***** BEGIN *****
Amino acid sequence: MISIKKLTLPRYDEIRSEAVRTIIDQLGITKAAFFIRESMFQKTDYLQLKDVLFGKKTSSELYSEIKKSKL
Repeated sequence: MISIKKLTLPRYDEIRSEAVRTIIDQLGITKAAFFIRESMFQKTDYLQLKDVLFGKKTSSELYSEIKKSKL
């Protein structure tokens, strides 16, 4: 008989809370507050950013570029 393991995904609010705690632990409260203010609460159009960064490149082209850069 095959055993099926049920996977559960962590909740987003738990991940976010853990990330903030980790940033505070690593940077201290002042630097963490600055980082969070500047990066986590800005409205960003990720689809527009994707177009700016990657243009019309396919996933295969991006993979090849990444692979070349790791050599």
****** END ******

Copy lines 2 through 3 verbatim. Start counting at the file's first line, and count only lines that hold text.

Repeated sequence: MISIKKLTLPRYDEIRSEAVRTIIDQLGITKAAFFIRESMFQKTDYLQLKDVLFGKKTSSELYSEIKKSKL
């Protein structure tokens, strides 16, 4: 008989809370507050950013570029 393991995904609010705690632990409260203010609460159009960064490149082209850069 095959055993099926049920996977559960962590909740987003738990991940976010853990990330903030980790940033505070690593940077201290002042630097963490600055980082969070500047990066986590800005409205960003990720689809527009994707177009700016990657243009019309396919996933295969991006993979090849990444692979070349790791050599």